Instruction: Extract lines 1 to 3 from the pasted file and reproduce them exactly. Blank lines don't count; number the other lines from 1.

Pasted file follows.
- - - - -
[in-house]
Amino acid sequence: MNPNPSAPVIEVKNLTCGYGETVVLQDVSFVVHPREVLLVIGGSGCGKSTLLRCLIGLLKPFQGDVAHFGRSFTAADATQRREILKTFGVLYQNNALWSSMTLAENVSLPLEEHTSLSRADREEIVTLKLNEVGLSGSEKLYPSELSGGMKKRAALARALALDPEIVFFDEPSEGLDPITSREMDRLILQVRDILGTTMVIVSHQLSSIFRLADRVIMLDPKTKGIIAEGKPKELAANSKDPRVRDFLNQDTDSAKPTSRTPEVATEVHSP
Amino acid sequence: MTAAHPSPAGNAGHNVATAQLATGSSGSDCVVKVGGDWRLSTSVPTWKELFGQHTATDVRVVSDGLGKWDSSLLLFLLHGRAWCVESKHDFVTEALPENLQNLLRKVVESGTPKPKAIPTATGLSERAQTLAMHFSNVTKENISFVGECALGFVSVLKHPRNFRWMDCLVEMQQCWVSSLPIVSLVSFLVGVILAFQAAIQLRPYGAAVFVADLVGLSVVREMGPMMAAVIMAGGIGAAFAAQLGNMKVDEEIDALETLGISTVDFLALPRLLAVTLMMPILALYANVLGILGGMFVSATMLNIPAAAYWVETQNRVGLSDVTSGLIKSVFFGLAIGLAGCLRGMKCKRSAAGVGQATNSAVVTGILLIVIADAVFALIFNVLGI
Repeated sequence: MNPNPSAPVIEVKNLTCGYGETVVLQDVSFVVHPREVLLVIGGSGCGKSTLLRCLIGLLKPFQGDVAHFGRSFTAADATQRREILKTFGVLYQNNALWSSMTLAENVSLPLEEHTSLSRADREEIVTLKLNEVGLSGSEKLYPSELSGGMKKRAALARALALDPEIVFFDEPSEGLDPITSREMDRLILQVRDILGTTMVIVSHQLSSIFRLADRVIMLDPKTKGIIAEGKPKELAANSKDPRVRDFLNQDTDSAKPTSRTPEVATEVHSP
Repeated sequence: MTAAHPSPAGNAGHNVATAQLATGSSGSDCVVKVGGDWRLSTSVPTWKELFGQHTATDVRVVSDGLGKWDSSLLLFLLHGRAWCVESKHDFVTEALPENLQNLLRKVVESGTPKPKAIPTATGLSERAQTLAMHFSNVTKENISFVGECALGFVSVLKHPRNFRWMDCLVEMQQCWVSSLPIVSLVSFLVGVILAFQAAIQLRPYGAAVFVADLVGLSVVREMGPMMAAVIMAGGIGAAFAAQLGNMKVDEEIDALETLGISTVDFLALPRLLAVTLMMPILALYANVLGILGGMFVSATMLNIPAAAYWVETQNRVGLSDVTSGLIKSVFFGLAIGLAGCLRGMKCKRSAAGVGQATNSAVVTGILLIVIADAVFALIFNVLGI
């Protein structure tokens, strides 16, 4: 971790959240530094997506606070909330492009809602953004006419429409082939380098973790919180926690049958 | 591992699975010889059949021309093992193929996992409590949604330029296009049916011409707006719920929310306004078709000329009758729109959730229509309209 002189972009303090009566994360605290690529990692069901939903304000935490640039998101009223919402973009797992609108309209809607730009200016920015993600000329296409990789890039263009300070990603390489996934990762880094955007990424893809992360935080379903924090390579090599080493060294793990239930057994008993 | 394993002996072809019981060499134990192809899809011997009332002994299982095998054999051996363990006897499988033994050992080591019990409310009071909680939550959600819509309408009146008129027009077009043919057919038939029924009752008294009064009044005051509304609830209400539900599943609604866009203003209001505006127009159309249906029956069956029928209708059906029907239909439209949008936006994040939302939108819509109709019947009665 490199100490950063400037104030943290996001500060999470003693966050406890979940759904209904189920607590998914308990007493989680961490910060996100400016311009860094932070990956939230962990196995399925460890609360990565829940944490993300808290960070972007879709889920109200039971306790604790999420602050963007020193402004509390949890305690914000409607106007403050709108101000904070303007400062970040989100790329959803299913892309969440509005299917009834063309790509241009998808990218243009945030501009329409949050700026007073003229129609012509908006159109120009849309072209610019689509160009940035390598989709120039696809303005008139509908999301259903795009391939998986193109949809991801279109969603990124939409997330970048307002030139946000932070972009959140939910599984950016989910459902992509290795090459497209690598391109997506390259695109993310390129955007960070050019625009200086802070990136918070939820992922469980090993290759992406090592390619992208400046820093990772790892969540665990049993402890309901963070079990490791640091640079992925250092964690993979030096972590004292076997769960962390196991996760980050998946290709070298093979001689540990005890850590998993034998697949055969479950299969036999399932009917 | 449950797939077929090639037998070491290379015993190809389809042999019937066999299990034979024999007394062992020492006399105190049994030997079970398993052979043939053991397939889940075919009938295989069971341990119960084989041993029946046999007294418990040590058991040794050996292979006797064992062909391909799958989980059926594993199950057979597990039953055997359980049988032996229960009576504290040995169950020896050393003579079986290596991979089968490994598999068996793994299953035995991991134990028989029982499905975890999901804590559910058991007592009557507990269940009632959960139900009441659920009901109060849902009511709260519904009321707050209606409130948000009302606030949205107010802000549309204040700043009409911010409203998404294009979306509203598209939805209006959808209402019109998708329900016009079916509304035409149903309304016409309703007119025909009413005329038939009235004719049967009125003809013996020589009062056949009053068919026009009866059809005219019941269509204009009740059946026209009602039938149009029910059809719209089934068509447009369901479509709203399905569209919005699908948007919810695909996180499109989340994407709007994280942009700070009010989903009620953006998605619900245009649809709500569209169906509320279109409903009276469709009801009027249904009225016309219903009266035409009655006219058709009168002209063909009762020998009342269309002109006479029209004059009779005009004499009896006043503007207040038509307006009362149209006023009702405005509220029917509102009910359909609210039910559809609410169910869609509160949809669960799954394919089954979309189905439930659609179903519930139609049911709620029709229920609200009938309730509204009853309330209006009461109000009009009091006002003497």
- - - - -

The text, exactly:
[in-house]
Amino acid sequence: MNPNPSAPVIEVKNLTCGYGETVVLQDVSFVVHPREVLLVIGGSGCGKSTLLRCLIGLLKPFQGDVAHFGRSFTAADATQRREILKTFGVLYQNNALWSSMTLAENVSLPLEEHTSLSRADREEIVTLKLNEVGLSGSEKLYPSELSGGMKKRAALARALALDPEIVFFDEPSEGLDPITSREMDRLILQVRDILGTTMVIVSHQLSSIFRLADRVIMLDPKTKGIIAEGKPKELAANSKDPRVRDFLNQDTDSAKPTSRTPEVATEVHSP
Amino acid sequence: MTAAHPSPAGNAGHNVATAQLATGSSGSDCVVKVGGDWRLSTSVPTWKELFGQHTATDVRVVSDGLGKWDSSLLLFLLHGRAWCVESKHDFVTEALPENLQNLLRKVVESGTPKPKAIPTATGLSERAQTLAMHFSNVTKENISFVGECALGFVSVLKHPRNFRWMDCLVEMQQCWVSSLPIVSLVSFLVGVILAFQAAIQLRPYGAAVFVADLVGLSVVREMGPMMAAVIMAGGIGAAFAAQLGNMKVDEEIDALETLGISTVDFLALPRLLAVTLMMPILALYANVLGILGGMFVSATMLNIPAAAYWVETQNRVGLSDVTSGLIKSVFFGLAIGLAGCLRGMKCKRSAAGVGQATNSAVVTGILLIVIADAVFALIFNVLGI